Corn futures closed into new contract lows again today as the funds continue to build on their record net short position. It was estimated this morning that the corn funds were net short roughly 345,000 contacts. May corn has lost near 12 cents just this week and 33 cents since March 25th. The wheat market continues to act as an anchor to the corn market with May wheat down another 6 cents today. Export demand concerns and better rain forecasts for the EU weighed on wheat again today. The ethanol report showed that 103.8 Mln. bu. of corn was used for ethanol last week. This is the highest weekly grind figures since the week of Dec. 21st. Ethanol stocks did increase slightly this week to 22.77 Mln. barrels, but have recently been in decline mode since the record of 24.448 Mln. barrels on March 22nd. The corn trade continues to mostly disregard the weather forecast. The extended forecast is wetter for the 6 to 14-day period with multiple inches of rain predicted in parts of the Midwest over the next 10 days. Snow could be seen in the northern plains this weekend. Some progress, however, is being seen in the west while the eastern corn belt mainly sits. A higher U.S. dollar index was considered negative to grains as well. Export sales will be out tomorrow.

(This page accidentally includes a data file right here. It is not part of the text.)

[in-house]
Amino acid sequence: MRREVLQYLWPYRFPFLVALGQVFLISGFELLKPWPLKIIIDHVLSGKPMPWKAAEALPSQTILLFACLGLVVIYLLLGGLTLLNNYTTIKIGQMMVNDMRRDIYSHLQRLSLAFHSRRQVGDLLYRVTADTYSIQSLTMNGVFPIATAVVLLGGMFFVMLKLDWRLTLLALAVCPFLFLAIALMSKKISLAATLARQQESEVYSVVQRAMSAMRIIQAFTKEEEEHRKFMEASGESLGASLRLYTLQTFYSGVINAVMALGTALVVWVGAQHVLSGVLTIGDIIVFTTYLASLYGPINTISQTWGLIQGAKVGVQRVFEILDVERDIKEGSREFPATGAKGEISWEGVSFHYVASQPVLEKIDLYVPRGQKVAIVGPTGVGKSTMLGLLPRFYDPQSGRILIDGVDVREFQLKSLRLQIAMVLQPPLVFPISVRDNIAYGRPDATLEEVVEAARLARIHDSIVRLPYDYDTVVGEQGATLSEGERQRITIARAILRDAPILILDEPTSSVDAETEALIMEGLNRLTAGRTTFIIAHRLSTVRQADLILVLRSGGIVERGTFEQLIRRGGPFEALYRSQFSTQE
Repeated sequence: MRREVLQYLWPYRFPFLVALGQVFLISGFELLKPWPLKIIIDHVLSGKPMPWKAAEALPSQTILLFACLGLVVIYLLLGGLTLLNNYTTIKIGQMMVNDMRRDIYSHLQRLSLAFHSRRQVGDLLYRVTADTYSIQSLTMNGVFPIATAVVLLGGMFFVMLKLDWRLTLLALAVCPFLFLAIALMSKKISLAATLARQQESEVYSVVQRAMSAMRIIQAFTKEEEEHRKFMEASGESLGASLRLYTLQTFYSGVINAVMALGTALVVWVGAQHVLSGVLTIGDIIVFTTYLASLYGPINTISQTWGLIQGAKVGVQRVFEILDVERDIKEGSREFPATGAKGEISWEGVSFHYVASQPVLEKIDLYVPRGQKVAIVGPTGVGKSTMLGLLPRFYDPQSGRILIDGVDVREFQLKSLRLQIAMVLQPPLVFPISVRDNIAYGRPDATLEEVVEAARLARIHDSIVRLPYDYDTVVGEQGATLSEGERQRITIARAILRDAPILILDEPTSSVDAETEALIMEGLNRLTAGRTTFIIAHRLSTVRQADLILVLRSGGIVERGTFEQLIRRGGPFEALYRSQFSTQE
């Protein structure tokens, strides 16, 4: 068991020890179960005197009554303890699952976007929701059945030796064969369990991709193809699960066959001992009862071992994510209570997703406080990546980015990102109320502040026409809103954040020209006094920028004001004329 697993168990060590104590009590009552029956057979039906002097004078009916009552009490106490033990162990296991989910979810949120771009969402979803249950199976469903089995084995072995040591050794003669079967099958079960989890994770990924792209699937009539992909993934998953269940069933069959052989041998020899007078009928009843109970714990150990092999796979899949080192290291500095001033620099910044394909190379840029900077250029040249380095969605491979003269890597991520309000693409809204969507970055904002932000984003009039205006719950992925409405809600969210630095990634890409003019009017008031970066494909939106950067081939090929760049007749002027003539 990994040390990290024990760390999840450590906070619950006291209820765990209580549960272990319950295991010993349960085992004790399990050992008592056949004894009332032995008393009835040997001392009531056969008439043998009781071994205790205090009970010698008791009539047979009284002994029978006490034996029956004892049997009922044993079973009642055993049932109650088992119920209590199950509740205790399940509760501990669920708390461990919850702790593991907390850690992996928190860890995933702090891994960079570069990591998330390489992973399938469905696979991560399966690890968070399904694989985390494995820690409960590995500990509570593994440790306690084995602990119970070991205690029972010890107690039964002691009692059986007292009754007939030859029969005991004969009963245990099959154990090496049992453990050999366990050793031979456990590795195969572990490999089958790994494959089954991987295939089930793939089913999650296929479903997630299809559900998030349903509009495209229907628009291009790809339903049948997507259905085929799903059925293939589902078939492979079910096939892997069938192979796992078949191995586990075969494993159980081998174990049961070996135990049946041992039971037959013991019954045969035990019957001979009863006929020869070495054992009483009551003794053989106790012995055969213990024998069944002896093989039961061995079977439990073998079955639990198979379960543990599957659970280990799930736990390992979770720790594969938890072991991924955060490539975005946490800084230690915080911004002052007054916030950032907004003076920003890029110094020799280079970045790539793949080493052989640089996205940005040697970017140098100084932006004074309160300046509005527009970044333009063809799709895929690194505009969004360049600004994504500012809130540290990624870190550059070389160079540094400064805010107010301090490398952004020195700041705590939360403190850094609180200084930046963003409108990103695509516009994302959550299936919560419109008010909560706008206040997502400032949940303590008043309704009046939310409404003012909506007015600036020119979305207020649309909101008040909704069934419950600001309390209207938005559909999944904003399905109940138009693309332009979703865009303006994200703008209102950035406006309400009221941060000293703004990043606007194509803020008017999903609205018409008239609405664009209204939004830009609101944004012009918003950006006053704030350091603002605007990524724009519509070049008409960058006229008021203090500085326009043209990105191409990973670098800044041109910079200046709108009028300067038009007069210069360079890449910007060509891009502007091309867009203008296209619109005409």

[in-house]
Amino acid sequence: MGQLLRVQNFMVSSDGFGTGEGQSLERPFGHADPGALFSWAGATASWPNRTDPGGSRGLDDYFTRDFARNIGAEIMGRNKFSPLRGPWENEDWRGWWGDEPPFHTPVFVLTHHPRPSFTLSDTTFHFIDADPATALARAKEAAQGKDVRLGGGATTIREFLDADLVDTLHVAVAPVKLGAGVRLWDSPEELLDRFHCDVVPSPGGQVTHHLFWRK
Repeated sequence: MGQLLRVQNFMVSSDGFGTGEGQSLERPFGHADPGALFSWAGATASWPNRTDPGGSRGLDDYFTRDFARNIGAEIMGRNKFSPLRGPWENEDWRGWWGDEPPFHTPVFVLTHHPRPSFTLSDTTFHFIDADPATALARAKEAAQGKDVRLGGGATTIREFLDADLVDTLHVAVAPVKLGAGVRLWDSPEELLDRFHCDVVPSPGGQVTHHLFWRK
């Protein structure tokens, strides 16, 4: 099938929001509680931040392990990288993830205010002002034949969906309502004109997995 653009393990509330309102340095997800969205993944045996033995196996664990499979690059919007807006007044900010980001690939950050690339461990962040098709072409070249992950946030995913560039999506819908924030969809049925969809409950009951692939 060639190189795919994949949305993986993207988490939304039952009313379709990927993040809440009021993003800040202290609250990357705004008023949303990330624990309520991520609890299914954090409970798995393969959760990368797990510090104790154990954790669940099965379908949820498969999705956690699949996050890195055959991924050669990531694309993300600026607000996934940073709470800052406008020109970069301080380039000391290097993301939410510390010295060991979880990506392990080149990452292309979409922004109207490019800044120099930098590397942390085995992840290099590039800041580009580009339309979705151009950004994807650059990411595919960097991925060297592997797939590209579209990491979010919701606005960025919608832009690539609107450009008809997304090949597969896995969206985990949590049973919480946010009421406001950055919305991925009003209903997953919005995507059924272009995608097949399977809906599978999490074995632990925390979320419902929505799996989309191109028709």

Soybeans closed nearly 7 cents lower today and have now lost 25 cents for the week. Concerns about export demand amid increased competition from South America weigh on futures. It seems the market may have finally woken up to the fact that the U.S. is currently projecting a record carry out. The late season improved weather forecast in South America has stabilized and/or increased production estimates in Brazil and Argentina, which further hampers the export picture for the U.S. China and the U.S. are set to meet face to face next week in China. The two countries will then head back to the U.S. the week following. The comments surrounding the next rounds of meetings continue to be optimistic that a deal may be announced this summer. The Stats Canada report showed canola acres at 21.3 Mln acres, down from 22.8 Mln. last year. Bean acres are expected to fall to 5.6 Mln. from 6.3 Mln. last year. Spring wheat was forecast at 19.4 Mln. acres, up from 17.3 last year. Export sales will be out tomorrow.
New trading limits as of May 1st.: YC 25 cents (unchanged), SB 65 cents (+5 cents), Wht 35 cents (unchanged)